Jekyll is a very popular and very powerful static blog generator. Out of the box it’s able to generate sophisticated site structures, and has a ton of configurability. One of the areas where I feel that Jekyll lacks some sophistication is around the handling of categories and tags; these are two data-sets that are core to Jekyll, but there isn’t a lot of functionality actually built around them. This is in contrast to dynamic blogging platforms like WordPress, or possibly Drupal, where these two data points are used to drive a lot of central navigation for the site.

To be fair, Jekyll is really intended to be a framework for expansion into larger degrees of customization and sophistication, and thankfully it has a very powerful plugin model. Higher-level frameworks like Octopress and Jekyll Bootstrap have shown what you can do with a little extra tweaking - as have the long list of Jekyll plugins.

When I set out to move my site over to Jekyll, one of my key goals was to still support all of the key navigation my site was capable of with my custom platform code, and Wordpress before it. That pretty much amounts to:

It was the last two where I hit a hurdle when converting over. Jekyll simply doesn’t have built-in support for this. What surprised me was that I couldn’t find an open source plugin that did it either. The closest I found was over at marran.com, where Keith Marran built category pagination using a Jekyll plugin. It wasn’t exactly what I was looking for, but by far the closest - so props to the author for leading me down the path to understanding a little better.

So long story short, I chose to build my own - and it turns out to be quite simple to do, with a significant amount of added navigation as the end result.

Let’s recap a bit what we want to achieve: * A page in the form /category/[category name]/index.html for every category, with a Jekyll style paginator available to the page at render time. * Subsequent pages in the form /category/[category name]/pageN/index.html for every extra page of entries for that category, again with a paginator available at render time. * A top-ten feed list for the category at /category/[category name]/atom.xml. * Similar support for every tag via /tag/[tag name]/index.html and /tag/[tag name]/pageN/index.html.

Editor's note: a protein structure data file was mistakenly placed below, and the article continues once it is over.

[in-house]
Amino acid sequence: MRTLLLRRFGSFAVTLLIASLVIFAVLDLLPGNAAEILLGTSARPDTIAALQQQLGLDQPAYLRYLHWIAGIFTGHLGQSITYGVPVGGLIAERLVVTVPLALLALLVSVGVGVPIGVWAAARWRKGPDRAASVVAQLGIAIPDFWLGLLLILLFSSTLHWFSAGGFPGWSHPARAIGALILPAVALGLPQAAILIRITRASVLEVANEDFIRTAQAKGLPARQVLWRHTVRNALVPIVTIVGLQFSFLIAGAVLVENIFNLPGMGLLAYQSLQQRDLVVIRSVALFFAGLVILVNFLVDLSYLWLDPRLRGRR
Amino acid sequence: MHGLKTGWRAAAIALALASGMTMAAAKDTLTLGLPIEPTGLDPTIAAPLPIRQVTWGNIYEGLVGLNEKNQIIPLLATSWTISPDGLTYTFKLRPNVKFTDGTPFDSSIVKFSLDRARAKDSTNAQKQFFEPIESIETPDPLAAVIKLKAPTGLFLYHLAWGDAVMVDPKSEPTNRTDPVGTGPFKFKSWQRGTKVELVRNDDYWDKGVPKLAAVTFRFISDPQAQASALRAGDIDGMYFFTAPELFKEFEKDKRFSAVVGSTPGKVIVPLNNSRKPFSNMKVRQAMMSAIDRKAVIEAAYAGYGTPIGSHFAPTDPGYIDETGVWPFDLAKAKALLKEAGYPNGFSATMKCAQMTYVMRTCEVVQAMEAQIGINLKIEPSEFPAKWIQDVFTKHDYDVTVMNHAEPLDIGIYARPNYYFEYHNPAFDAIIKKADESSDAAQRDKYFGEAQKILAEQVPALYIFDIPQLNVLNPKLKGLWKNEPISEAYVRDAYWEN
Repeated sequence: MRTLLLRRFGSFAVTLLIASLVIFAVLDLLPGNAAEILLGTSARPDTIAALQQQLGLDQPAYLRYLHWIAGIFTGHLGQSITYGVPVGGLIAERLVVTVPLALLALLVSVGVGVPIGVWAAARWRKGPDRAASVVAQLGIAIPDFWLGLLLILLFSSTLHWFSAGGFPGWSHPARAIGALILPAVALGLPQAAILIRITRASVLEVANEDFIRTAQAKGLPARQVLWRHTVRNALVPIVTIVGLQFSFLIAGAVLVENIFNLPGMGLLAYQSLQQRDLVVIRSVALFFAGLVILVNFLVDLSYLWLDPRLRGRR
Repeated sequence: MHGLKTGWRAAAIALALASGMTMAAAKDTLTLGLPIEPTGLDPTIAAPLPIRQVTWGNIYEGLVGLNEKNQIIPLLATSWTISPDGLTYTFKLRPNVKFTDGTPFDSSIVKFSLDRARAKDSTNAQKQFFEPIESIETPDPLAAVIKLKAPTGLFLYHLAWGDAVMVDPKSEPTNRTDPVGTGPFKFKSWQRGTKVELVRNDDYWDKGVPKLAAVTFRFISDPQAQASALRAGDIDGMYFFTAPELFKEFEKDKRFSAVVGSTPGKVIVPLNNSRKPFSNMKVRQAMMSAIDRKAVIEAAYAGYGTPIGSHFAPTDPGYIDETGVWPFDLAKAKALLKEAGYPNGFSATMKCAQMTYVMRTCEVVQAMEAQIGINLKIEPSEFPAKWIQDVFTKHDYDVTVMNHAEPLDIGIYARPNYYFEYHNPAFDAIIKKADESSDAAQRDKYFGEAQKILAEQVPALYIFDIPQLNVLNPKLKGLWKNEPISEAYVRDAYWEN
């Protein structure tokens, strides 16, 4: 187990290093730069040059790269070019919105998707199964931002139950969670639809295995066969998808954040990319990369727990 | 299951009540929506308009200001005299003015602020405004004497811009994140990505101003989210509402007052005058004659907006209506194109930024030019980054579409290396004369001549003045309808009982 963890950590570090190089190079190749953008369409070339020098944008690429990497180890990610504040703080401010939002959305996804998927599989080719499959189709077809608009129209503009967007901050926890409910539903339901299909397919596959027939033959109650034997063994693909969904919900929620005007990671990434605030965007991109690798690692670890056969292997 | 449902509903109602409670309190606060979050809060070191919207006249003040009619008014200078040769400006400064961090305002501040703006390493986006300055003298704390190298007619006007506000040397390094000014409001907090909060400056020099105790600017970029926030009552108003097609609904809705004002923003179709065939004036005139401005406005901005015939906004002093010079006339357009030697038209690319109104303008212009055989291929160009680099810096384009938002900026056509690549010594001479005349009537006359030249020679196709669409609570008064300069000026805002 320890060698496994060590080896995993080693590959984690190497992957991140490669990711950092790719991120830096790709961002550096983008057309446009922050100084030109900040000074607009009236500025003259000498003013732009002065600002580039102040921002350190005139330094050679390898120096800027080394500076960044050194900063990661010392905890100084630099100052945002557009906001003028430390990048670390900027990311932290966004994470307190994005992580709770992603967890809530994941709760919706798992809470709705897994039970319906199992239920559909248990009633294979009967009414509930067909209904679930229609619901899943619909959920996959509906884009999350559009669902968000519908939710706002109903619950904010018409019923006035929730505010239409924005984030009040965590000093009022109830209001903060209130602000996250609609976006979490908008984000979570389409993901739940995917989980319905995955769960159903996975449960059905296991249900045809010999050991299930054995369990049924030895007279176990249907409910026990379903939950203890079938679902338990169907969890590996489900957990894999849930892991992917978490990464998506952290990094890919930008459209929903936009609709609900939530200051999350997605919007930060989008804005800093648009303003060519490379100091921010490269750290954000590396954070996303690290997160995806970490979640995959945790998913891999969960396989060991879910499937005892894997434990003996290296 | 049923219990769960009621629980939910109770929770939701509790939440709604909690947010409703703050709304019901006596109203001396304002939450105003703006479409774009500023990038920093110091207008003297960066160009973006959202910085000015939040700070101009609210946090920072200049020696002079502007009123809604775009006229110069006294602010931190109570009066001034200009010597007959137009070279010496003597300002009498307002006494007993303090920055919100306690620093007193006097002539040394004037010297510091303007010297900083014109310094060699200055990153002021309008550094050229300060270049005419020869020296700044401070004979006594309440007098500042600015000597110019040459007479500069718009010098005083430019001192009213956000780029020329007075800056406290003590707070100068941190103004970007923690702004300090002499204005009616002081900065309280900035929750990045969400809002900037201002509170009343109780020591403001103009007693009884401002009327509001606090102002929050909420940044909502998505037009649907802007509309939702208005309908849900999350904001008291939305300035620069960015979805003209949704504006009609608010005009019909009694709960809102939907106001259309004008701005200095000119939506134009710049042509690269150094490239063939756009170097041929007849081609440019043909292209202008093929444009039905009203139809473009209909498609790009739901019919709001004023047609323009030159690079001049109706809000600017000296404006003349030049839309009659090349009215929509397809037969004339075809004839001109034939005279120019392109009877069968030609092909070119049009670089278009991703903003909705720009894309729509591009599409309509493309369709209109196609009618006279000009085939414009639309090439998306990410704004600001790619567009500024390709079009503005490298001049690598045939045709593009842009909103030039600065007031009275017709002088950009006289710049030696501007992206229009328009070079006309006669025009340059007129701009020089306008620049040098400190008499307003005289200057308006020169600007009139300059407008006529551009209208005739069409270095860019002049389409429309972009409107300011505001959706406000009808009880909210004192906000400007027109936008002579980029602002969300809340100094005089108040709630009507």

The first step to generating new pages that Jekyll will output is to extend the Jekyll Generator class. We can do this in the Jekyll module so we have access to all of the context we need:

module Jekyll
  class CatsAndTags < Generator
    def generate(site)
      # Generate pages here!
    end
  end
end

Next, we simply need to orient ourselves and actually iterate over what we want to generate. Turns out that’s quite easy - the passed in site object has everything we need:

def generate(site)
  site.categories.each do |category|
    build_subpages(site, "category", category)
  end
  
  site.tags.each do |tag|
    build_subpages(site, "tag", tag)
  end
end

# Do the actual generation.
def build_subpages(site, type, posts) 
  posts[1] = posts[1].sort_by { |p| -p.date.to_f }     
  atomize(site, type, posts)
  paginate(site, type, posts)
end

def atomize(site, type, posts)
  # TODO
end

def paginate(site, type, posts)
  # TODO
end

So here you can see we’re iterating over all of the sites categories and tags, and for each one calling the new method build_subpages. What the site actually has on it for each category and tag is a two-position array, with position 0 being the category or tag name, and position 1 being the posts associated with that category or tag.

Now we can narrow down into what the subpage generation actually looks like - as you can see we have three main things we do: sort the pages by descending date, call atomize, and then call paginate.

Creating the atom pages is a little bit easier, so we’ll start there:

def atomize(site, type, posts)
  path = "/#{type}/#{posts[0]}"
  atom = AtomPage.new(site, site.source, path, type, posts[0], posts[1])
  site.pages << atom
end

class AtomPage < Page
  def initialize(site, base, dir, type, val, posts)
    @site = site
    @base = base
    @dir = dir
    @name = 'atom.xml'

    self.process(@name)
    self.read_yaml(File.join(base, '_layouts'), "group_atom.xml")
    self.data[type] = val
    self.data["grouptype"] = type
    self.data["posts"] = posts[0..9]
  end
end

Let’s break this down: * We generate a path for the new page based on the passed in type, and position-0 of the posts array. This will generate our /category/[cat name] and /tag/[tag name] as desired. * We create a new AtomPage, which is a custom class we’ll get to momentarily. * We add the new atom page to the site’s pages collection.